According to McCormick/Naughton (GSI/Trinity) ,  the levels of water in the groundwater system can influenced flow rates in a Karst system. and highlights examples where the backwater effect of flooding at the downstream sink reduces the hydraulic gradient and increases upstream river levels. [1] High Coole lake levels mean a drop in pressure upstream causing more water to gather. Swallow holes almost completely stop working in Kiltartan, Roo and Tierneevin  as Coole Lake level back into them and some of the other flows are impacted – even as far back as Ballylee and Blackrock.


As Coole lake flooded it blocked many roads all around its periphery.  The following list details  the amount of time roads were closed in the area around Coole, Garryland, Ballynastaigue

Kiltartan/Corker 91
Crannagh 81
Coole/ Glenbrack
Roo 119

It also flooded the M18 motorway construction for several weeks.

Health Impacts

There is a significant threat to human health from this flooding scenario.   The mental stress and anguish of having your home or livelihood threatened is enormous.  Also many people were affected the severe isolation – not being able to leave your home conveniently.  The threat to physical health by contaminated water and health schemes is significant and private wells can continue to be contaminated long after flood water recedes.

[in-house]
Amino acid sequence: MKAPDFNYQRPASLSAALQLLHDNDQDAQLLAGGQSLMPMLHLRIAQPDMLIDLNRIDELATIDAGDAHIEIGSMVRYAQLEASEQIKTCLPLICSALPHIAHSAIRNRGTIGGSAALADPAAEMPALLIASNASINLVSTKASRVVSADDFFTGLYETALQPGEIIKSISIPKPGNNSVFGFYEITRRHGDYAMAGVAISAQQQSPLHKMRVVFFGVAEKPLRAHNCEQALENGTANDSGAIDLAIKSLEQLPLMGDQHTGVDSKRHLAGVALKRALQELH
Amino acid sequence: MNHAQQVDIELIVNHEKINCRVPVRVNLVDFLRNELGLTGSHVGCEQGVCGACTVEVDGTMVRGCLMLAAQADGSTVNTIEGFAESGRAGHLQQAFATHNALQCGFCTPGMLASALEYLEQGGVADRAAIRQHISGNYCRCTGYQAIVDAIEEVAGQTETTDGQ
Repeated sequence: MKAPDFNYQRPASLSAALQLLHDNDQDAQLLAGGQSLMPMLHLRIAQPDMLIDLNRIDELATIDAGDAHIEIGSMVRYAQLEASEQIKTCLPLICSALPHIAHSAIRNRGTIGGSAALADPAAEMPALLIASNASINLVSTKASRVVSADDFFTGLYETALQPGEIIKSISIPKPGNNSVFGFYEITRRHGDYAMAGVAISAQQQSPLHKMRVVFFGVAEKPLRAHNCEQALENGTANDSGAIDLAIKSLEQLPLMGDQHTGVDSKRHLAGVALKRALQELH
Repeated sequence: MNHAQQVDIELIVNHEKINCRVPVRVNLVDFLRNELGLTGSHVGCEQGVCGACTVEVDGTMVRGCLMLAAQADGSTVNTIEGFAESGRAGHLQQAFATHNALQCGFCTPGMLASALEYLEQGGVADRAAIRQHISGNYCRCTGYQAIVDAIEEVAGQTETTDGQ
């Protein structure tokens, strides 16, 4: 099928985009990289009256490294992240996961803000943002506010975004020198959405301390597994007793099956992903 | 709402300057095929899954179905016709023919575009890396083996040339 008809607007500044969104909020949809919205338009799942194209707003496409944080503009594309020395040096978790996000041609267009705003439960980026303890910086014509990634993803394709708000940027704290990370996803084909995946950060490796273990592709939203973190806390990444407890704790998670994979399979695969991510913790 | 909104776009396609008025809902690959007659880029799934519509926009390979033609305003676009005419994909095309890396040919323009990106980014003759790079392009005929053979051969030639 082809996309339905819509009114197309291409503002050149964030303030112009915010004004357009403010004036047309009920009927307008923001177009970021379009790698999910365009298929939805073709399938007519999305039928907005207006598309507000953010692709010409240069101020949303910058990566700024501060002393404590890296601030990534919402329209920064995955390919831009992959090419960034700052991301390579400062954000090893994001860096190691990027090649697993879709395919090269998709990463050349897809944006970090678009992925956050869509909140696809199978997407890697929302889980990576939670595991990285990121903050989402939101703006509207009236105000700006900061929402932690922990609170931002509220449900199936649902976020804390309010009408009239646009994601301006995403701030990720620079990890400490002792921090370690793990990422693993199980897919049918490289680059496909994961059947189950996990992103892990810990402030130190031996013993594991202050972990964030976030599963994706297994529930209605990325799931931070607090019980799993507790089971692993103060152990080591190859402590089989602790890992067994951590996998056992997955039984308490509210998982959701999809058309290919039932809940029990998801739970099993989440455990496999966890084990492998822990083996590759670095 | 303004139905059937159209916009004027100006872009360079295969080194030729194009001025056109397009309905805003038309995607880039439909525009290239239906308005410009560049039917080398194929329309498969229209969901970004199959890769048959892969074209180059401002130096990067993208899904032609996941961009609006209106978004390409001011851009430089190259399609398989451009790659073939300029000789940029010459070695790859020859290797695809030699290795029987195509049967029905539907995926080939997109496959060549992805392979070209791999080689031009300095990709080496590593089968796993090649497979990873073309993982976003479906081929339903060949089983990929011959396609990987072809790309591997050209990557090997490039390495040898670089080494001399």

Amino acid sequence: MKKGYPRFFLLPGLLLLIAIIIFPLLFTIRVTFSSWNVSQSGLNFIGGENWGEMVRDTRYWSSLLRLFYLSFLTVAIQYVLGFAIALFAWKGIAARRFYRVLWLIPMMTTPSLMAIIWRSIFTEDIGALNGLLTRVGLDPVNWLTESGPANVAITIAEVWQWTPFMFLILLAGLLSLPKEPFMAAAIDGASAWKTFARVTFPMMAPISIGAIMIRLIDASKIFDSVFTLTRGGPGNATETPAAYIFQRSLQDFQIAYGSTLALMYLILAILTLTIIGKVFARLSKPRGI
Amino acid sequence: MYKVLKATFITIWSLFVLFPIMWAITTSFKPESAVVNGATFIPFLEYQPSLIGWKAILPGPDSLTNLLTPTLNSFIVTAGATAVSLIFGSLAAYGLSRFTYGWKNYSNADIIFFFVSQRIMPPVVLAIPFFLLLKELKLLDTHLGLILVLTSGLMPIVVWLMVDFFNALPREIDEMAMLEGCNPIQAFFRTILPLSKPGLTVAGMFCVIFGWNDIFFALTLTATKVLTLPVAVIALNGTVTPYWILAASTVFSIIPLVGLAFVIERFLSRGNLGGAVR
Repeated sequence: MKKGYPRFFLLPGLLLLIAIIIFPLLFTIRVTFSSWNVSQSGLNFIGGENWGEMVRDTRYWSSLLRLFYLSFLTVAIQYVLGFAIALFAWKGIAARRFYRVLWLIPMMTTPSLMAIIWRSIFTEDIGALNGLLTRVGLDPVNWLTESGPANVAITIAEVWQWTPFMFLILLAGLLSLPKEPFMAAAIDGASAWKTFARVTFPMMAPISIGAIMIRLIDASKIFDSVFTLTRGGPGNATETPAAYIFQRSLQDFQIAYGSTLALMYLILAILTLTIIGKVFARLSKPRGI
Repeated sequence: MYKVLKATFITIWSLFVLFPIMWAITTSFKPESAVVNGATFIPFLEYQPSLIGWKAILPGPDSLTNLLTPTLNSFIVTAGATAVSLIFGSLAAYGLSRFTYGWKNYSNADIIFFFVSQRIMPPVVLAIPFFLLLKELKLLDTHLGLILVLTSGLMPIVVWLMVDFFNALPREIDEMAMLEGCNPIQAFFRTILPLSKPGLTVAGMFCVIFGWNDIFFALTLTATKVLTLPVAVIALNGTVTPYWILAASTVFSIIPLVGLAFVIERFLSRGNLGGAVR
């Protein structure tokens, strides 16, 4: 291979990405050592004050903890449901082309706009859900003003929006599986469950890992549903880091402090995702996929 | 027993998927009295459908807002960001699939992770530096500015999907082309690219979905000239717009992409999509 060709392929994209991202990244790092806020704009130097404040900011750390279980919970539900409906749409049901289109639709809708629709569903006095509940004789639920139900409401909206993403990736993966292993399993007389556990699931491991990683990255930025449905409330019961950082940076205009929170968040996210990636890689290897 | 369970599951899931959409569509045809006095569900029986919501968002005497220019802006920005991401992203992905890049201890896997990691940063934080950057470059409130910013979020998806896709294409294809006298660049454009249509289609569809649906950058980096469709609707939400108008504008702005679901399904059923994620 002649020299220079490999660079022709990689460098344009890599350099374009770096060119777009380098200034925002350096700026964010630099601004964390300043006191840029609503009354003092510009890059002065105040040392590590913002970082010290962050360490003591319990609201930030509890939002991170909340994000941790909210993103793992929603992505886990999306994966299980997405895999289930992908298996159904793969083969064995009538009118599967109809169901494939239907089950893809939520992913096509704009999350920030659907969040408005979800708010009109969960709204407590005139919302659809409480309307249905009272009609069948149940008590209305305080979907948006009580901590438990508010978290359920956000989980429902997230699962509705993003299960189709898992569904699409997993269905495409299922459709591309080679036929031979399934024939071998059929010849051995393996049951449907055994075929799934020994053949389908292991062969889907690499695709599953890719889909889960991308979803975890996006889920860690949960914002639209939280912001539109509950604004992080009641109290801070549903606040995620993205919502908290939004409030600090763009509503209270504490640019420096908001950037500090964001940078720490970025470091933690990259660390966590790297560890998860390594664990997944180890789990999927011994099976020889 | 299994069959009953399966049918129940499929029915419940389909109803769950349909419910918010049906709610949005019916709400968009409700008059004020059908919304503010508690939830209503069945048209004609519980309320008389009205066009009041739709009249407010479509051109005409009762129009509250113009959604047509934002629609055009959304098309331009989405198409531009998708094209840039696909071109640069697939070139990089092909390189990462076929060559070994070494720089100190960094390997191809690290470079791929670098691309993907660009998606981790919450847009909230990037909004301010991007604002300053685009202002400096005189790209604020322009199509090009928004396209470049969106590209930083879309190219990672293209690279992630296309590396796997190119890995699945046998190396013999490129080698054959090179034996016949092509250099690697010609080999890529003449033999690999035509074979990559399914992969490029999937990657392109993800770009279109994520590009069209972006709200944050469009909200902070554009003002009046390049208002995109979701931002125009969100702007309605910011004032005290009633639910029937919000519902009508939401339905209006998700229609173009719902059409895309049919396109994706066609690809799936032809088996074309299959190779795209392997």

Impacts on Farming

As Coole Lake rose, it covered a large amount of farmland and stayed on the land . Many farms in the area had to be reseeded at a significant cost to the farmer.  As with wildlife, another significant threat is that to farm animals and threat to their health from contaminated flood water.

Tourism and Heritage Impacts

Coole Park is a very attractive destination in the west of Ireland.  Trip Advisor shows it as the #1 attraction with 4.5/5 star reviews.


An article in the New York times explores this area  and indicated that “The grounds are now a national park and preserve of manicured gardens and paths beneath majestic yews.”